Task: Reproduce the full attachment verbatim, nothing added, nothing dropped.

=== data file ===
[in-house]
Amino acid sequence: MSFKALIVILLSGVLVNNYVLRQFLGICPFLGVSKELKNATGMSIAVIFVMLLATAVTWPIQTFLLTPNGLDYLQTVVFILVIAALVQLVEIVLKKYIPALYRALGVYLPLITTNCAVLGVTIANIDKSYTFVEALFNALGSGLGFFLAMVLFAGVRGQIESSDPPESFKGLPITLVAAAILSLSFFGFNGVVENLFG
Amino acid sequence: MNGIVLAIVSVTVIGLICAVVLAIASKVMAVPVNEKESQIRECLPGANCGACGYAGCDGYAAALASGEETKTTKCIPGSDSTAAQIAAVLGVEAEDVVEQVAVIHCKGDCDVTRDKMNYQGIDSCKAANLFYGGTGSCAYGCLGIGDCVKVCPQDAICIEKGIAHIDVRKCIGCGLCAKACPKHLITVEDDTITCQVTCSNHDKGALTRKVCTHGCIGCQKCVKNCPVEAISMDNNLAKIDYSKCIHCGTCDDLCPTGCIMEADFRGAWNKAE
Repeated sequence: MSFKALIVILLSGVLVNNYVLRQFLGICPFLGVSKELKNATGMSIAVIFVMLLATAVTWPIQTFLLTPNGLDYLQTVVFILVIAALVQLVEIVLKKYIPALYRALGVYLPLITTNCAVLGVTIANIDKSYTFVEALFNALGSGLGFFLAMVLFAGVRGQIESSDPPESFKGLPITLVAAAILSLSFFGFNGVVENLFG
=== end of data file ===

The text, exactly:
[in-house]
Amino acid sequence: MSFKALIVILLSGVLVNNYVLRQFLGICPFLGVSKELKNATGMSIAVIFVMLLATAVTWPIQTFLLTPNGLDYLQTVVFILVIAALVQLVEIVLKKYIPALYRALGVYLPLITTNCAVLGVTIANIDKSYTFVEALFNALGSGLGFFLAMVLFAGVRGQIESSDPPESFKGLPITLVAAAILSLSFFGFNGVVENLFG
Amino acid sequence: MNGIVLAIVSVTVIGLICAVVLAIASKVMAVPVNEKESQIRECLPGANCGACGYAGCDGYAAALASGEETKTTKCIPGSDSTAAQIAAVLGVEAEDVVEQVAVIHCKGDCDVTRDKMNYQGIDSCKAANLFYGGTGSCAYGCLGIGDCVKVCPQDAICIEKGIAHIDVRKCIGCGLCAKACPKHLITVEDDTITCQVTCSNHDKGALTRKVCTHGCIGCQKCVKNCPVEAISMDNNLAKIDYSKCIHCGTCDDLCPTGCIMEADFRGAWNKAE
Repeated sequence: MSFKALIVILLSGVLVNNYVLRQFLGICPFLGVSKELKNATGMSIAVIFVMLLATAVTWPIQTFLLTPNGLDYLQTVVFILVIAALVQLVEIVLKKYIPALYRALGVYLPLITTNCAVLGVTIANIDKSYTFVEALFNALGSGLGFFLAMVLFAGVRGQIESSDPPESFKGLPITLVAAAILSLSFFGFNGVVENLFG